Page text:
Southern Copper's Tia Maria Project: Social License And The Copper Market
Problems at Southern Copper's Tia Maria mine reached new heights on Friday when Peru declared a state of emergency due to violent protests at the operation. The situation highlights the importance of obtaining social license when developing mining projects.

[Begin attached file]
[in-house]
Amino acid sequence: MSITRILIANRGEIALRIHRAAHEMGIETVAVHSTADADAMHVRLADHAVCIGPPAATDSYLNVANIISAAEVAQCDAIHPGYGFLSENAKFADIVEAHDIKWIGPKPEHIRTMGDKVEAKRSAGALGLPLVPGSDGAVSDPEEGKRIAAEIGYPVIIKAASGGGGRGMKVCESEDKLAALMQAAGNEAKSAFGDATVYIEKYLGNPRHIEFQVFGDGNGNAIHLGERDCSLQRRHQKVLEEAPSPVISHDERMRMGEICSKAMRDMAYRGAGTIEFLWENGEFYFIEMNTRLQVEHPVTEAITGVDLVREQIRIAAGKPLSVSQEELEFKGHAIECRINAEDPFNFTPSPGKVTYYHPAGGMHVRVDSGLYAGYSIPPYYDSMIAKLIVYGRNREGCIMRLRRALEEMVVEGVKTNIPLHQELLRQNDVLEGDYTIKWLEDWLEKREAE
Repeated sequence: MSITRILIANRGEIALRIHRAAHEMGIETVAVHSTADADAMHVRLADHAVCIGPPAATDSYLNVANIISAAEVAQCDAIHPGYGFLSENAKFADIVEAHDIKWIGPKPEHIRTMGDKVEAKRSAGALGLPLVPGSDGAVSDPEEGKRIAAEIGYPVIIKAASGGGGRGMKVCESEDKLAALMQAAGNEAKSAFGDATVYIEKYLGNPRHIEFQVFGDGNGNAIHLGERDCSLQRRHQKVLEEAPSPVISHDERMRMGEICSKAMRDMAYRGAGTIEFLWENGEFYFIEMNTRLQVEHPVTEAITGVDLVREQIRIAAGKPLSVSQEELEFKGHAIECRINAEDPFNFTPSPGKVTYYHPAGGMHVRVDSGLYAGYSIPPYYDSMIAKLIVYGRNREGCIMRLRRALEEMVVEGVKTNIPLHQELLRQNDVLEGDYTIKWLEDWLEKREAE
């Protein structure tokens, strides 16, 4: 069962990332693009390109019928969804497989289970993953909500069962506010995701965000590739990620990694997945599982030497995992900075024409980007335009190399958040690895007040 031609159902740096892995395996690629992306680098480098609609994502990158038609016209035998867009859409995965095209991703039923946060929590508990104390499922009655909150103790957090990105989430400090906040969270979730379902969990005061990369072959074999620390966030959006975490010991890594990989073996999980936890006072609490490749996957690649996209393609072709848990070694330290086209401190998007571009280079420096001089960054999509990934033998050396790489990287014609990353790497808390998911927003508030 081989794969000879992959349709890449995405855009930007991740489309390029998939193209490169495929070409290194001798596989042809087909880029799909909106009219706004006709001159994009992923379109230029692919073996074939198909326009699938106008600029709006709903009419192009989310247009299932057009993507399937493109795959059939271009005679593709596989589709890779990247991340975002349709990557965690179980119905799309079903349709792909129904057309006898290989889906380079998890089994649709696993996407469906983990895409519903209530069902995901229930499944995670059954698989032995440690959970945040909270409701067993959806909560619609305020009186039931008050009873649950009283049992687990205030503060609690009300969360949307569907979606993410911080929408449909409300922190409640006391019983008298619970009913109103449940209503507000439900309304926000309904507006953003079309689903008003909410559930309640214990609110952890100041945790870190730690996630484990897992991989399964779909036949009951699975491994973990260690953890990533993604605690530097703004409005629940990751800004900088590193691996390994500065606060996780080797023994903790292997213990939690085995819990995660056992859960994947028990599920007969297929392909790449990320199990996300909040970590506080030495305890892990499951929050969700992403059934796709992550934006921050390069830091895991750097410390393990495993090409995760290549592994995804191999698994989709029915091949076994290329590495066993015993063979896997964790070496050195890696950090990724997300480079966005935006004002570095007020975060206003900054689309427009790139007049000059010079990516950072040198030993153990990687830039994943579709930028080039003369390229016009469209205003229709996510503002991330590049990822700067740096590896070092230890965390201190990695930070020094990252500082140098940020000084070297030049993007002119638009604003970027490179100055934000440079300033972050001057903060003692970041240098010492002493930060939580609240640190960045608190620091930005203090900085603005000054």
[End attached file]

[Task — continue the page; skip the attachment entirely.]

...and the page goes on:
Problems at Southern Copper's (NYSE:SCCO) Tia Maria project reached new heights on Friday when Peru declared a state of emergency due to violent protests at the operation. The government has put the state of Arequipa under martial law for the next two months. That means police officers can break up meetings and marches and may enter houses without search warrants, The Wall Street Journal reported. Protests have been going on since late March. "In line with what is established in the constitution and the decree declaring a state of emergency, the national police with the backing of the armed forces will be charged with maintaining public order," the news outlet quotes Prime Minister Pedro Cateriano as saying. So far, one policeman and three protestors have died as a result of violence in the region. Development at the $1.4-billion Tia Maria project was temporarily put on hold on May 15, according to Reuters. The project has been stalled since 2011. Social license For investors, the situation highlights how keeping an eye on a company's efforts to obtain social license is key. Any major issues on that front could spell trouble for the development of a project. So far, Peru's government doesn't appear to have explicitly opposed Tia Maria, though it sent in approximately 4,000 police offers and 1,000 soldiers in response to this month's demonstrations. Reuters notes that the country's president has said Southern Copper could sue Peru if the project gets axed. Still, locals continue to protest the operation due to concerns about how could affect their water and agricultural land. The public's negative perception of the company may stem from the fact that Grupo Mexico (OTCMKTS:GMBXF), which owns Southern Copper, has had issues with the environment before — a toxic leak at that company's Buenavista copper mine turned Mexican rivers orange last summer.